The Miami Herald
Fri, Feb. 20, 2004
Poll: Most Haitians in U.S. back Aristide

A poll of 600 Haitians living in the United States finds most of them support President Jean Bertrand-Aristide finishing his term in office and tend to glorify Haiti's past.


A majority of Haitians living in the United States want Haitian President Jean-Bertrand Aristide to finish his term in office, but an even larger group says the country was better off under the Duvalier dictatorships, according to a nationwide poll released Thursday.

The poll of 600 Haitians residing in the United States -- half of them from Florida -- also found that the community is divided on whether the United States should send its military into Haiti.

The poll was conducted in English and Haitian Creole by Miami-based Bendixen & Associates for New California Media, a nationwide coalition of ethnic news organizations, funded by a grant from the Ford Foundation. It has a sampling margin error of plus or minus 4.1 percentage points.

Believed to be the first in-depth poll of Haitian Americans, it included both U.S. citizens and legal residents, as well as a few illegal immigrants. More than 90 percent of those surveyed were born in Haiti.

The poll found that 52 percent of the respondents believe Aristide should not bow to opposition pressure to leave office before his second term expires in February 2006.

Local Haitian-American supporters of Aristide say the results show that most people want democracy to succeed in their homeland.

''People are tired of coup d'etats in Haiti. We've seen 32 coup d'etats in Haiti's history,'' said Tony Jeanthenor, chairman of South Florida's pro-Aristide watchdog group, Veye Yo (Watch Them).

``It is the minority that is asking for Aristide to go. They have all the money and the power. They've been running the country since 1804, governing behind the scene.''

But he was dumbfounded by this eye-opening revelation: 56 percent of respondents said Haiti was better off politically and economically under dictators Francois ''Papa Doc'' Duvalier and his son, Jean-Claude ''Baby Doc'' than under Aristide, the Caribbean nation's first democratically-elected president.

''Wow,'' Jeanthenor said.

Pollsters began calling Haitians in five states -- Florida, New York, New Jersey, Massachusetts and Connecticut -- on Feb. 12, a week after armed anti-government rebels began a violent rebellion against Aristide by seizing more than a dozen towns, including Haiti's fourth-largest city, Gonaives.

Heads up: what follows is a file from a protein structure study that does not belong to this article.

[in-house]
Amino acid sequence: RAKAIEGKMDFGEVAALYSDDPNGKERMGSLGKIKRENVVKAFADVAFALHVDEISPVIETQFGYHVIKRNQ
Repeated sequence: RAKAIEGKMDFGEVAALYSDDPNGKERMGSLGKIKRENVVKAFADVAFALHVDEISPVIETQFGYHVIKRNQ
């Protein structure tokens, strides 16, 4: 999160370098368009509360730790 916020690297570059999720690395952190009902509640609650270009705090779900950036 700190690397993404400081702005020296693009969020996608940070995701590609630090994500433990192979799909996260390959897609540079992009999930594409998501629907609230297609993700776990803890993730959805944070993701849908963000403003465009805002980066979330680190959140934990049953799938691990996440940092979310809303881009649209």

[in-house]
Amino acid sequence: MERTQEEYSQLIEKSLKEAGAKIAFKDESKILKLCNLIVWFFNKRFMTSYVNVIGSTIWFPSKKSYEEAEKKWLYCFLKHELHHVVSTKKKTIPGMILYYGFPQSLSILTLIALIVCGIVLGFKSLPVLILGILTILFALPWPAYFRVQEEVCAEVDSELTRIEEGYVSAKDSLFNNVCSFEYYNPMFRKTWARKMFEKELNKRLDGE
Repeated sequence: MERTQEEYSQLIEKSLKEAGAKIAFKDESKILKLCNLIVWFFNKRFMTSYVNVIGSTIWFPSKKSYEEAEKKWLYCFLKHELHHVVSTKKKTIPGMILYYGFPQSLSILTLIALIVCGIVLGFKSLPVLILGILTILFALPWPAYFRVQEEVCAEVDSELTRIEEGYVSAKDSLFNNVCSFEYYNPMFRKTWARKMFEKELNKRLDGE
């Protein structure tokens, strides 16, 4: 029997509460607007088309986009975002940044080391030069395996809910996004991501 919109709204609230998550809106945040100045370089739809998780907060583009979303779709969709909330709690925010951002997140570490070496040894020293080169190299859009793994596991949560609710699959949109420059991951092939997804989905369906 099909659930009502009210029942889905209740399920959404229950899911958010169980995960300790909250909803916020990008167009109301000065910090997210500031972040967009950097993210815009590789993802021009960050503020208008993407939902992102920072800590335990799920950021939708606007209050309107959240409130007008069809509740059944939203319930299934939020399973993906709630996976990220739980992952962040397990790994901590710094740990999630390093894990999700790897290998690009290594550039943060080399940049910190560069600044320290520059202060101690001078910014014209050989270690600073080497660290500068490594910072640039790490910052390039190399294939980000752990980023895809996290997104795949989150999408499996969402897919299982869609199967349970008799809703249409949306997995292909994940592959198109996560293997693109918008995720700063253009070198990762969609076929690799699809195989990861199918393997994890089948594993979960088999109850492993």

Almost 60 people, including several police officers, have been killed in the attacks, the latest uprising in a 3-year-old political crisis that has crippled the Haitian economy and pitted Aristide against opponents demanding his ouster from office.


Concerned about Haiti's worsening political crisis, some U.S. lawmakers are urging U.S. military intervention. And France is exploring the idea of sending in an international peacekeeping force. Caribbean Community leaders are pressing Aristide and his political opponents to arrive at a political solution.

Despite the support for Aristide to finish his term, only 23 percent of those surveyed in the Bendixen poll believe he has done a good job governing Haiti. There is also skepticism about Haiti's opposition movement, with 55 percent of those surveyed believing that opponents are fighting for political power -- not democracy.

''Obviously the situation is chaotic in Haiti,'' said Sergio Bendixen, whose firm did the polling. ``But what they are saying is he won the presidential election and he should finish his term. If he were to leave, it would hurt democracy.''

So with no real alternative to Aristide, respondents are choosing the status quo.

Still, some would favor military intervention either in support of Aristide (32 percent) or for the opposition (13 percent).

Many of the differences in opinion seem to be generational -- between younger Haitians who arrived here as children and were educated in the United States, and those who are older.


Support for Aristide's resignation -- 35 percent -- was much more prevalent among younger Haitian Americans, who tended to believe the embattled president is acting like a dictator and were more likely to see the armed rebels as liberators.

Jean-Germain Gros, an associate political science professor at the University of Missouri-St. Louis who has written extensively about Haiti, said overall the findings indicate that Haitians in the diaspora have become politically sophisticated in their thinking.

''Haitians, after living in the United States for a number of years, have become habituated with democratic principles, one of which says if you were elected to serve a specific term, you serve out your term,'' said Gros, who is not associated with the poll.


Attempting to explain the generational difference in the poll results, Gros said younger Haitian Americans are perhaps much less likely to overlook Aristide's flaws.

``I grew up in Haiti and know what it's like to live under a dictatorship. I have some basis of reference. Subconsciously, I may conclude Aristide may be a flawed democrat -- at best -- but he's not a tyrant in the mold of the Duvaliers.''

The nostalgia that some Haitian-Americans -- young or old -- seem to be expressing about the Duvalier regime can best be explained as typical human nature, both Gros and Bendixen said.

''After time goes by, you forget the negative,'' said Bendixen, who has heard similar sentiments shared by Dominicans about the dictatorship of Rafael Trujillo and Chileans about Gen. Augusto Pinochet. ``The nostalgia comes with time when you tend to think to the past.''